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Wheelworks is a New Zealand shop devoted to custom-built wheelsets. The majority of their customers come from outside of NZ to take advantage of their bespoke service. They provided CyclingTips with two wheelsets to review to highlight the advantages of going custom. Here’s CTech Editor Matt Wikstrom’s review.
*NB: This review is an assessment of Wheelworks’ custom-built wheel service and available options (as well as a comparison) and not necessarily a review of the wheelsets themselves on display.
Once upon a time (well, one generation ago), riders relied on their local bike shop for all their wheelbuilding. However, the rise of factory-built wheelsets during the 90s changed all that. Custom-built wheelsets now seem exotic and maybe even old-fashioned, though I’m certain the art will never die. There will always be riders with specific demands that can’t be met by factory wheelsets and customers that enjoy working closely with a craftsman to realise their vision.
If it wasn’t for the internet and globalisation, it might be difficult to find an experienced wheelbuilder now. Where once it might have been ludicrous to consider going to another city to get a set of wheels built, now online shoppers have a multitude of choices worldwide.
Canadian Tristan Thomas opened Wheelworks in 2006 to indulge his obsession with wheelbuilding. The shop is based in Wellington, New Zealand, though he has been building wheels for customers around the world since his opening day. He came to the bicycle industry a little late — he worked as a glider pilot instructor for several years beforehand — but it didn’t take much time for the latent craftsman to be coaxed from him.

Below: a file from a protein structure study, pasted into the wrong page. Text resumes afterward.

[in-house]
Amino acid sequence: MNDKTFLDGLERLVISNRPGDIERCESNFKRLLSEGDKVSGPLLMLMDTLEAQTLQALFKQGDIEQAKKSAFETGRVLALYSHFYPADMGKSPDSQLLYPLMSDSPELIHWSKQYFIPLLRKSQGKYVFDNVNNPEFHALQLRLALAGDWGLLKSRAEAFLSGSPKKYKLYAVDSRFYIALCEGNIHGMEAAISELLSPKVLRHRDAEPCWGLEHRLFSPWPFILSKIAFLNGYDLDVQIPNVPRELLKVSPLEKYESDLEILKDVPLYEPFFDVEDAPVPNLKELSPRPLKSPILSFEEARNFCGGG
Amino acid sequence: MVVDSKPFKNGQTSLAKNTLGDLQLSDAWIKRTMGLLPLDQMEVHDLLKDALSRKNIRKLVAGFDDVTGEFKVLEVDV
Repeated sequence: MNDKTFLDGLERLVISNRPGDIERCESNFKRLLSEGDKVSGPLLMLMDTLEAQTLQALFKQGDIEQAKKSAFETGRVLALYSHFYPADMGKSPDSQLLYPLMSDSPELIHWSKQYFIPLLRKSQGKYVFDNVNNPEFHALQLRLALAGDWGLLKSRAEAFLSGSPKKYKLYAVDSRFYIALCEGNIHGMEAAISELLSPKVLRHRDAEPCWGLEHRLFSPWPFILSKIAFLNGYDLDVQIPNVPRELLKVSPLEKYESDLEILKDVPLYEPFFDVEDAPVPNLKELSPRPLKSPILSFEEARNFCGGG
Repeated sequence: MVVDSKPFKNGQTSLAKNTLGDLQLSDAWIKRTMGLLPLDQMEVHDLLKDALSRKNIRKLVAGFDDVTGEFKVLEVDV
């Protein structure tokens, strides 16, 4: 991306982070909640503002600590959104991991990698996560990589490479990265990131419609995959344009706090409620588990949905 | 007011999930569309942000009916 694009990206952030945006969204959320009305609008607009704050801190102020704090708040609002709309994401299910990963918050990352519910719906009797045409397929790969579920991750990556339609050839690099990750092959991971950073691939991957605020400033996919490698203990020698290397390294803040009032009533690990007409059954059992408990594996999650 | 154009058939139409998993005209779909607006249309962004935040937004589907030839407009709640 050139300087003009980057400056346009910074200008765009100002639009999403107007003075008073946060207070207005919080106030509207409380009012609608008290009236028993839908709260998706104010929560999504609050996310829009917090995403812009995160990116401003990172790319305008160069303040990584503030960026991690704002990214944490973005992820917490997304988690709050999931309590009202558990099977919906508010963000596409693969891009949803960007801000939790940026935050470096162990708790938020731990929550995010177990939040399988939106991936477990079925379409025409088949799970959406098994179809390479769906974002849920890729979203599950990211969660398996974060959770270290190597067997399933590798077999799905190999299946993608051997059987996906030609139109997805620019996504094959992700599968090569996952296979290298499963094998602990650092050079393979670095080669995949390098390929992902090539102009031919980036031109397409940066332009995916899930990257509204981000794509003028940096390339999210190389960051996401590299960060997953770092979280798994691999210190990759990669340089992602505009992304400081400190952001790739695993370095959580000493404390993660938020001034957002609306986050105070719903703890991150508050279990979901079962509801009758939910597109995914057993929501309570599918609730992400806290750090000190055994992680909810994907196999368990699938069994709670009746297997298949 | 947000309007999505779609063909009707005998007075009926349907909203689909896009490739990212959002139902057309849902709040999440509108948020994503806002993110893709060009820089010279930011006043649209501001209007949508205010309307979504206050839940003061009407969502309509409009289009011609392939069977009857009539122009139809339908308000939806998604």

Tristan essentially taught himself how to build a wheel — the craft is not that difficult — but only a few mechanics ever dedicate themselves to refining and perfecting the process. To this end, Tristan has developed a variety of specialised tools including a custom spoke length calculator that accounts for spoke stretch. Indeed, he is fastidious about spoke length and insists that it is accurate to 0.1mm. He is also very demanding about the quality of his starting materials. Any rim that does not satisfy his specifications for roundness (<0.2mm) and alignment of the braking track (<0.05mm) (both measured with tools designed by Tristan) are returned to the supplier. All of these measures ensure that Wheelworks can consistently build a reliable wheelset. The company provides a lifetime warranty against broken spokes and maintains a database with all the details of its builds. The latter is important for those customers that break a spoke in an accident and need the information for a replacement. Up until a year ago, Tristan handled all the wheel builds on his own. He now shares the workshop with Gavin McCarthy. The extra set of hands allows Tristan to devote his time to customer service and looking after the business. There are also substantial logistics to contend with, as 90% of Wheelworks builds are destined for delivery outside of Wellington (20% are delivered to Australia). It was Tristan who proposed two wheelsets for this review. "To be honest I cringe when I read wheelset reviews ... they're all very similar and often without a reference point. I thought it would be interesting to send you two sets of wheels, both built here by us, which when compared side by side should highlight different attributes in the wheelsets and impart some understanding of why different components are used for different uses."
Before the Ride
For the first build, Tristan chose Pacenti SL23 alloy rims, and November Bicycle’s new Rail 52 carbon clincher rims for the second. Everything else was standardised to aid the comparison. Thus, both wheels had an Alchemy ELF front hub paired with a White Industries T11 rear hub and DT Aerolite spokes with alloy nipples used throughout.